Number of shoot plant-1: Azarbaijan cultivar recorded the maximum number of shoot plant-1 (4.27) followed by Leccino (4.17) while minimum number of shoot plant-1 (3.90) was recorded in Uslu cultivar (Table 2). For the cutting length the highest number of shoot plant-1 (5.30) was observed in 20 cm cutting length followed by 25 cm cutting length (4.49), while the lowest number of shoot plant-1 (3.58) was recorded in 30 cm cutting length. For interaction of two factors indicated that cultivar Azarbaijan, Leccino and Uslu produced maximum number of shoot (5.51, 5.43, 5.38) with 20 cm cuttings length, while cultivar Uslu produced minimum number of shoot (2.65) with 35 cm length was used. This may be due to the fact that more area for shooting was there in 20 cm length as compared to 15 cm length, while the area of remaining length was greater than 20 cm, but those lengths could not survive themselves because of the higher transpiration.

These results are lower than that from Shakir et al. (2004) who recorded up to 8.30 number of shoots plant-1.

Shoot length (cm): Shoot length plant-1 was significantly affected by different cultivars, cutting lengths and also in the interaction of cultivars and lengths (Table 3). Azarbaijan produced maximum shoot length (17.50 cm) followed by Improved Nabali (17.01 cm), while minimum (14.90 cm) was produced by Manzallino. Cutting length of 20 cm produced the highest shoot length (21.6 cm) followed by 25 cm cutting length (18.28 cm). The lowest shoot length (15.80 cm) was recorded by 30 cm cutting length. In case of interactions of the two factor indicated that cultivar Azarbaijan produced the longest shoot (22.29 cm) with 20 cm cutting's length, while cultivar Leccino produced the shortest shoot (8.43 cm) with 35 cm cutting length. This may be due to the fact that there was a competition among more shoots (as respond earlier) and have tried to capture more resources, hence long shoots developed.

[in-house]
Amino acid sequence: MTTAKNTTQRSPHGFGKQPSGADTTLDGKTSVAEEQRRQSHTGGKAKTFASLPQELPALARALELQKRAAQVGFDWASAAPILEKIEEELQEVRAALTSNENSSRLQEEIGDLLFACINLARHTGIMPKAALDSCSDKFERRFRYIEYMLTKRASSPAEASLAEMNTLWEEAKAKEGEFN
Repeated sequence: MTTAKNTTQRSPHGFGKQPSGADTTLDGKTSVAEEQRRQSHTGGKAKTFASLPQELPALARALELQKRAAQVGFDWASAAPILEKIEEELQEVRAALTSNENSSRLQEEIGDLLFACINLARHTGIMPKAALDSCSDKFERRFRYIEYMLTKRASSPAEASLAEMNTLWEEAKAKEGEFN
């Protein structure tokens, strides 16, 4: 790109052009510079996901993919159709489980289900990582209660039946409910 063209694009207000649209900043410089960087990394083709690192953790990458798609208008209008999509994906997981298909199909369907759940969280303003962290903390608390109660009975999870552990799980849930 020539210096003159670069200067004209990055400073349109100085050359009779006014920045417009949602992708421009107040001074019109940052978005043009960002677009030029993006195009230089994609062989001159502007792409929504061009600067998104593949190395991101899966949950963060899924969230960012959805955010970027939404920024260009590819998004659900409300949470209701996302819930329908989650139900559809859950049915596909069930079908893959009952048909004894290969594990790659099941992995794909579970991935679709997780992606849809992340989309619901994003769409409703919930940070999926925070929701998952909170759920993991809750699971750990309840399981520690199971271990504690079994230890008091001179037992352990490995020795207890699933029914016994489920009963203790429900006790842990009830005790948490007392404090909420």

The Shakir et al. (2004) recorded (25.97 cm) maximum shoot length which is 3.68 cm longer than the results obtained from cultivar Azarbaijan.

Number of root plant-1: Root number plant-1 was significantly different in cultivars, cutting length and also in the interaction of cultivars and lengths (Table 4). The highest number of roots plant-1 was produced by Azarbaijan (11.76), while the lowest number of roots plant-1 was recorded by Manzallino (8.46). Cutting length with 15 cm resulted in maximum number of roots (13.43) followed by 20 cm cutting length (11.25), while 35 cm cutting length resulted in minimum number of roots plant-1 (6.40). Interaction of the cultivar and cutting length revealed that Azarbaijan produced maximum number of roots (15.39) with 15 cm cutting's lengths; while cultivar Improve Nabali produced minimum number of roots (5.66) with 35 cm cutting length. This may be due to the fact that shorter length had less stress such as higher transpiration. Despite the relatively high rooting in IBA treated cuttings, the number and length of roots gave different results as previously reported by Isfendiyaroglu and ozeker (2000).

Root length (cm): Root length differed significantly by cultivars, cutting lengths and also the interaction between cultivars and lengths (Table 5). Azarbaijan produced the longest root (8.73 cm) followed by Leccino (8.67 cm), while Improved Nabali resulted in the shortest root (7.78 cm). For cutting lengths the longest root (11.24 cm) was recorded by 20 cm cutting length, while 35 cm cutting length resulted in shortest root (5.20 cm). For the interaction of the two factors suggested that cultivar Azarbaijan produced maximum root length (12.60 cm) when 20 cm cutting's lengths, while cultivar Uslu produced the shortest root (4.40 cm) with 35 cm length. Maximum root length may be due to root and